It had been many hours since they had seen a village, but even here the beauty of the land was staggering. Perhaps here more than anywhere else. The air was crisp and the starlight and the scimitar moon cast a golden light upon the snow-capped peaks. There was such peace here, and perhaps that struck him more than anything else.
Somehow, it woke him from the fog he’d traveled in—and woke a rage in him as well.
There could be no peace for him.
At the top of the ridge, a point at which the two mountains met, Captain Beck reined in her mount and peered down into the valley on the other side. She raised a hand, a gesture that Halliwell had quickly learned meant she wanted them all to form on her, and quickly.
He snapped the reins and the horse galloped up the ridge. Julianna raced up beside him, so firm and confident on her horse that she seemed to float along above it instead of bouncing painfully in the saddle like Halliwell.
The detective didn’t mind.
They were close.
Fourteen riders gathered at the top of the ridge, in the crux of two mountains. In the starlight they saw a third peak straight ahead. And below, in the cradle formed by the three mountains, a terraced pagoda palace made only of sand.
Halliwell gripped the reins so tightly his knuckles hurt. Answers waited there. One way or another, he would have some answers at last.
“Do you see anything, Damia?” Julianna asked, moving her horse up next to Beck’s.
She was the only one who got away with calling the woman by her given name. Everyone else simply called her Captain—even Halliwell. He doubted she would care if he followed Julianna’s lead, but he was accustomed to uniforms and protocol and there was a comfort in that.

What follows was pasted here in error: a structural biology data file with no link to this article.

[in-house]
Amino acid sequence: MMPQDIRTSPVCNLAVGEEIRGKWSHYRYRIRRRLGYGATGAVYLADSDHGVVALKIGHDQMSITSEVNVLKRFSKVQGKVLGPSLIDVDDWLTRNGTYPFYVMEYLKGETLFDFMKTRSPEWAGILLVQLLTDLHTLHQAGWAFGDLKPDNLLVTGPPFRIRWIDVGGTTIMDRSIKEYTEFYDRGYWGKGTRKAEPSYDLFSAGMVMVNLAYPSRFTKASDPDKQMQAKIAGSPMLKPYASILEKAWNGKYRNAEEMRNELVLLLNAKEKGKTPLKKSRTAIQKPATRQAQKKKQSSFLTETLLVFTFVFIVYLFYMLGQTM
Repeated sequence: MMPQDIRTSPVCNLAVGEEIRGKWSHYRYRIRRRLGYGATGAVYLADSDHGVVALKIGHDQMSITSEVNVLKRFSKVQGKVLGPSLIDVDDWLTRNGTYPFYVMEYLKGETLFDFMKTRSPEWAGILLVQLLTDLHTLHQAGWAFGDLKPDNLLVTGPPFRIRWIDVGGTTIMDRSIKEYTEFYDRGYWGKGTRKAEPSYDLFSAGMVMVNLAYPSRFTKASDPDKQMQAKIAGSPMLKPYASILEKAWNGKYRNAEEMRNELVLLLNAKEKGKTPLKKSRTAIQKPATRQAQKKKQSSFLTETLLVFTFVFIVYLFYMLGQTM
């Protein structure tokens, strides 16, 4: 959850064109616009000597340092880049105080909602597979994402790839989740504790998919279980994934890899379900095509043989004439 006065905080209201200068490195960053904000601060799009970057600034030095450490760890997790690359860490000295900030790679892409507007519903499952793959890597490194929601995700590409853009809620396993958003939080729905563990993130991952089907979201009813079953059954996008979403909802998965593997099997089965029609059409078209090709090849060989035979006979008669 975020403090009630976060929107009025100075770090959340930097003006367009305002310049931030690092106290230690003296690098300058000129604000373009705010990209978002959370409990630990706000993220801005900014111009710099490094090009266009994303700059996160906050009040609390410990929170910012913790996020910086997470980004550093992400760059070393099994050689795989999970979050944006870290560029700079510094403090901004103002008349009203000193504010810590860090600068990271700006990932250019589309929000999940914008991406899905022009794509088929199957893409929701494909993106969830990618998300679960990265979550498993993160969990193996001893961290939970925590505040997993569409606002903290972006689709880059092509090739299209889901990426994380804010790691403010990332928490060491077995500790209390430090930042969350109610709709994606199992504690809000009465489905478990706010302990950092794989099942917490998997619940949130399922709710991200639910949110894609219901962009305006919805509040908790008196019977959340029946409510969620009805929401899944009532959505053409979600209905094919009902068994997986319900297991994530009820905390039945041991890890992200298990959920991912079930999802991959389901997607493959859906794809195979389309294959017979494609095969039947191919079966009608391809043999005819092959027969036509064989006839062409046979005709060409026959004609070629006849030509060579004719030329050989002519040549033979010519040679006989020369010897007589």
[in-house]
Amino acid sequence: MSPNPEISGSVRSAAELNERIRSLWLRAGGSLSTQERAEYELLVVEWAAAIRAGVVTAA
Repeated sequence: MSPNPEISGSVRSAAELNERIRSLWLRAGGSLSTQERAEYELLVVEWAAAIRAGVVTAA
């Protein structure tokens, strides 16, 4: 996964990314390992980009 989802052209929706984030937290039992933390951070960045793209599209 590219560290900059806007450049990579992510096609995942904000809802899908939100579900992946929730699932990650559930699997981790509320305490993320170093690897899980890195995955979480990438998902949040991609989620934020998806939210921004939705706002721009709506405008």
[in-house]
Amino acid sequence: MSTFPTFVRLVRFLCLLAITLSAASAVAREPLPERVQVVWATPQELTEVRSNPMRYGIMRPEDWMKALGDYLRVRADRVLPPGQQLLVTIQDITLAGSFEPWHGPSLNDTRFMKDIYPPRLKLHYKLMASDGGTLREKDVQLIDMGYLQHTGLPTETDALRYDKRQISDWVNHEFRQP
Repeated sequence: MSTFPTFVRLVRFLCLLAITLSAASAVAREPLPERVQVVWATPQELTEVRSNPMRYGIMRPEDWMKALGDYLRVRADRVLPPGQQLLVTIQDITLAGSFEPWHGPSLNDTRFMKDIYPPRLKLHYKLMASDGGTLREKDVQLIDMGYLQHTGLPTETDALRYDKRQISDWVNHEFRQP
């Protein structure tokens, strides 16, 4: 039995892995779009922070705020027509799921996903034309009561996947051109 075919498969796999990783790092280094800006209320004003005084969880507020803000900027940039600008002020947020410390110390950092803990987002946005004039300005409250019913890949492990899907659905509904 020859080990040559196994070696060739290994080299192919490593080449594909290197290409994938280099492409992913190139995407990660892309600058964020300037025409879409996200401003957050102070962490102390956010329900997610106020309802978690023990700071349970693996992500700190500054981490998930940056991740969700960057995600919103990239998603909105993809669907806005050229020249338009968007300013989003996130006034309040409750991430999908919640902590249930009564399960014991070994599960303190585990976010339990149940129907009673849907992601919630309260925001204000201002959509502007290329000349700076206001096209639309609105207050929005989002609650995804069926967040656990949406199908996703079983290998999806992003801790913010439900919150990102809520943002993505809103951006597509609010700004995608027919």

“No sign of movement,” Captain Beck replied. She studied Julianna’s face, her own skin shining in the starlight, then looked at Halliwell. “No horses. No indication anyone’s there at all.”
“The door is open,” observed a powerfully built soldier called Tsui.
Halliwell looked down at the Sandcastle, but his eyes were not what they once were and he could not make out from there if the door was, indeed, open.
“We have no way of knowing if Oliver’s here or not,” Julianna said.
Captain Beck nodded, but her eyes were still on Halliwell. “True. But if he hasn’t arrived yet, and what Bascombe has been told is true, his sister is still a prisoner down there.”
Halliwell drew his gun. “Why don’t we head down, then?”
The captain smiled. “It’s what we came for.”
She spurred her horse and started down into the cradle of the mountains and her soldiers followed. Halliwell and Julianna kept pace with them as they rode toward the towering pagoda palace. The double doors in front were indeed hanging slightly open.
Captain Beck’s horse crossed from rough grass onto shifting sand.
They spread out, taking up position outside the pagoda. Captain Beck raised a hand and Halliwell thought she was about to give the command to dismount, but then the doors were blown wide open from within. The wind howled as a cloud of dust blew out those open doors, originating somehow from within the castle, and three people came out, half stumbling, hurrying as though they feared the place might fall down around them.
Despite her haggard appearance and the dark tan she’d acquired, he recognized Collette Bascombe immediately. The Asian woman in the fur cloak was also familiar, but only vaguely. He’d seen her on Canna Island with Oliver just before they both had disappeared.
And then, of course, there was Oliver himself.
Halliwell held tight to the horse’s reins, frozen in the knowledge that the moment had finally arrived. Staring at Oliver Bascombe, he discovered that he felt both hatred and pity for the younger man. If everything he’d learned in his investigation proved true, Oliver was as much a victim as Halliwell himself had become. But if Halliwell had never become involved in Oliver’s disappearance and later Max Bascombe’s murder case, he would never have had to see the eyeless, mutilated corpse of Alice St. John, or learn about all of the other children who’d been killed the same way. He never would have hunted for the missing man, or for Collette, when she’d gone missing as well.
He wouldn’t have been lured here. Trapped here, in this world.
Oliver was not to blame, but Halliwell blamed him anyway. He might be a victim, but the difference, from what he’d heard, was that Oliver could still go home. If nothing else, Halliwell hated him for that.
The panic took him again, mixed with rage and hatred and despair. Just looking at Oliver stoked all of that emotion, and it surged up inside. He felt as though it might erupt from within. He felt his face twist into a sneer.
“Damn you,” he whispered. “Damn you for killing me like this.”